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Ham Radios - EDC

Discussion in 'Electronic Devices' started by Kripto, Dec 22, 2008.

  1. Kripto

    Kripto Evil Sid

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    The VX8R is actually WAY easier to field program, in fact that is the only choice at the moment. The cable and software aren't for sale yet.

    I've had the opposite problem, it is way too easy to dupe memories and there aren't any ways to delete them unless you have the software. You currently have to mask them or overwrite them with new entries.
     
  2. dudegalea

    dudegalea Empty Pockets

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    I always carry at least a Yaesu VX-3R (actually it's a VX-3E here in the EU). It's nice and light, and has wide receive coverage (including a proper AM antenna).

    The other one I carry sometimes is a VX-7. Both of these I've programmed with all the UK repeaters.

    http://dudegalea.co.uk/archives/60

    http://dudegalea.co.uk/archives/20

    Regarding the complex field-programming procedures, that's what the Nifty guides are for! They even make little summary guides that are comprehensive for most things that you'd actually want to do in the field, but are so small they can fit in your wallet.

    (I am keeping my eyes on the VX-8. Very tempting!)
     
  3. Mister Scribble

    Mister Scribble Loaded Pockets

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    Well, I'll be darned! I never expected to see that. I thought they'd at least keep it for the Extras.

    Now what if a ham is trapped in a bathysphere or submarine and has to tap out a message? <grin; half serious>

    Maybe I'm just old fashioned. I thought it was a mistake to get rid of all the street corner firebox
    alarms in NYC also.

    Aside from the fact that I don't know the difference between a balun and a baloney (which can have
    disgusting consequences if you hook the baloney in series with a lightning arrestor), it is getting more tempting
    to start studying for my ticket....

    ;)
     
  4. IllicitDreams

    IllicitDreams Loaded Pockets

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    Go for it... I'm studying for my General ticket right now.
     
  5. MrEarp

    MrEarp Loaded Pockets

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    I usually EDC an Icom IC92AD.. Although I'm lusting after the VX8R.. (prolly would carry both)

    I also carry my County Radio a Kenwood TK2180 it covers the ham band also.

    I'm the ARES / RACES Coordinator for my County. If your into it, I highly reccomend getting involved. If your County doesnt have an active program or you don't know who to talk to contact your ARRL section manager. He or She will get you in touch with the right people.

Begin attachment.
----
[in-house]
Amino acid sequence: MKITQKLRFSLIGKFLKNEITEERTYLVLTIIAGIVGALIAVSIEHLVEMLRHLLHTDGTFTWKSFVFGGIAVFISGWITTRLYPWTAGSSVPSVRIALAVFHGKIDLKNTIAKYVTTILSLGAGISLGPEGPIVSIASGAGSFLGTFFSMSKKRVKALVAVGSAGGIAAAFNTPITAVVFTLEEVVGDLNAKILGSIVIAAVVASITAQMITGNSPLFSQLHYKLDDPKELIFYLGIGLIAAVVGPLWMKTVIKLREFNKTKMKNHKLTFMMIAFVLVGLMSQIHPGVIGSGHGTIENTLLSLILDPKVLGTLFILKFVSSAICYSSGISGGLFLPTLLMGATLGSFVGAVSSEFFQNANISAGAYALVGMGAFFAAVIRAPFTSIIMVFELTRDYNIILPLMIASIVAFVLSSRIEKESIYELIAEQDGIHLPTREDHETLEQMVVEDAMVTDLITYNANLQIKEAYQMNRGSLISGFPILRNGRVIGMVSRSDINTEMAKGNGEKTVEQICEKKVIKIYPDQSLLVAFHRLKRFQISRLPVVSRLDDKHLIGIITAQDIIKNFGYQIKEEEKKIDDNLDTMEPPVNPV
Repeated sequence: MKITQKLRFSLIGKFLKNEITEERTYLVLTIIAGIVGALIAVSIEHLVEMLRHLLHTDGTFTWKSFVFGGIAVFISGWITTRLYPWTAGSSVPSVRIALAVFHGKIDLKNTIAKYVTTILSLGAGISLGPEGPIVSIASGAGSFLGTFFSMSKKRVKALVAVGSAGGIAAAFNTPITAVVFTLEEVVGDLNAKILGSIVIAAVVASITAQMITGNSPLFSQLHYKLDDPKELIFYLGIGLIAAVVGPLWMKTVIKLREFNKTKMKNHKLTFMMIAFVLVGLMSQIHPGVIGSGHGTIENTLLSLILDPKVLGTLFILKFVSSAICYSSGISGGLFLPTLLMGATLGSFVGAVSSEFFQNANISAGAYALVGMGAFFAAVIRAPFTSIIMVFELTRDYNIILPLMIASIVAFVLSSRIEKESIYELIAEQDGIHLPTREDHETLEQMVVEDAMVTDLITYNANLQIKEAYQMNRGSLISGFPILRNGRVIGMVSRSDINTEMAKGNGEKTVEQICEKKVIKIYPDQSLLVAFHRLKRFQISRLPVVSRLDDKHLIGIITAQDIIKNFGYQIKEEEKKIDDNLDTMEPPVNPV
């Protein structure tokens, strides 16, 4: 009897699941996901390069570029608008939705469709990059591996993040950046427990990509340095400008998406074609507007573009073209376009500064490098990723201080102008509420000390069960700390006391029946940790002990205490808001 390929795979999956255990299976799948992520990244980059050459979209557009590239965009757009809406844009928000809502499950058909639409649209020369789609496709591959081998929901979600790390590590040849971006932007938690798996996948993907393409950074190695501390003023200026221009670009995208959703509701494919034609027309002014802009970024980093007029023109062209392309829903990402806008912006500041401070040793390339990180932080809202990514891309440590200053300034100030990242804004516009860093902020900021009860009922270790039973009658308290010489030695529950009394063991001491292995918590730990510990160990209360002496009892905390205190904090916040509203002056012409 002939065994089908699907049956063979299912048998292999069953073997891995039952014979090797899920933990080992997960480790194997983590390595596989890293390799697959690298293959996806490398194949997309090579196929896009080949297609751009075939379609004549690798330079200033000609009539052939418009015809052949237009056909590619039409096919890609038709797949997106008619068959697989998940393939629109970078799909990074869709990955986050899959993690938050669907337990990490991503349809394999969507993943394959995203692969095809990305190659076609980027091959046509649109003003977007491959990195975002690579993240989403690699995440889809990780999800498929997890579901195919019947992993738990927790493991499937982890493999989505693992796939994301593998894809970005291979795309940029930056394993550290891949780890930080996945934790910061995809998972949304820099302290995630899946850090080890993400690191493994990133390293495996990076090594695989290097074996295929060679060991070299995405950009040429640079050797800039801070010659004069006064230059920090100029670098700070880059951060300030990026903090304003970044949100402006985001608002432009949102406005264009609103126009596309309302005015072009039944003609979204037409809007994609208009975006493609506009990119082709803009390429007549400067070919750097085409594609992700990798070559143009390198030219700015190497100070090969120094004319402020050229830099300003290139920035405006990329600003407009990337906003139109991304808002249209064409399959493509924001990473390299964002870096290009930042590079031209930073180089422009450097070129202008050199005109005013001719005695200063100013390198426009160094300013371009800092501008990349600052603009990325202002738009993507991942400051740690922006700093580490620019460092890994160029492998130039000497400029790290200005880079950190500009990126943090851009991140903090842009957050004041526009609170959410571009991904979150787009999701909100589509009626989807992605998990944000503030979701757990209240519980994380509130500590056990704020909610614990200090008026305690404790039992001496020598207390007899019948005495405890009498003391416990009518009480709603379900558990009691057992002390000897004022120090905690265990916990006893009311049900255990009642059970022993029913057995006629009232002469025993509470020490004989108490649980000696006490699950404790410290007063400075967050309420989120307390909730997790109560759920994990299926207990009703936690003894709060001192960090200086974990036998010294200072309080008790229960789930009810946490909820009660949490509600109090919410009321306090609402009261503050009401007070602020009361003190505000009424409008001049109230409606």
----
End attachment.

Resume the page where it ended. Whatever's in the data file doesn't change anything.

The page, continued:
"Ham Radios a lifestyle.. Not Just a hobby" - Me :)
     
  6. chappel

    chappel Loaded Pockets

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    I've got an old FT-50r that needs a little repair on the battery connector (any recommendations for a fix-it shop?) and a dual-bander mounted in my car, but haven't found enough activity on 2m to bother even turning them on in quite a few years. I'm in the Civil Air Patrol, which was once equivalent to MARS for being cool about interacting with HAMs, but they are currently in transition to narrow-band radios and haven't certified any HAM radios for narrow band ops - as I understand it they haven't really even finished defining the spec, so nobody has even attempted to get a ham radio certified (if anyone knows any different I'll be happy to learn more). I'd love to get a mobile all-mode box in my car, but don't want to make the investment until I can find one that I know I can use with the CAP, so I'm on hold for the moment. I'd also love to get a handheld that does both fm (2m/440cm) and aircraft (am) - transmit and receive - but to my knowledge there's no such beast - probably a bit too much to cram into one little package - or just not enough of a market to make it worthwhile.

    I really like the idea of wireless data / internet links and where that tech is headed, too. So far I'm still just a tech - I guess I should be spending my time waiting for some sort of narrow band standards to fall out by upgrading my ticket a few levels - and maybe learning a little code.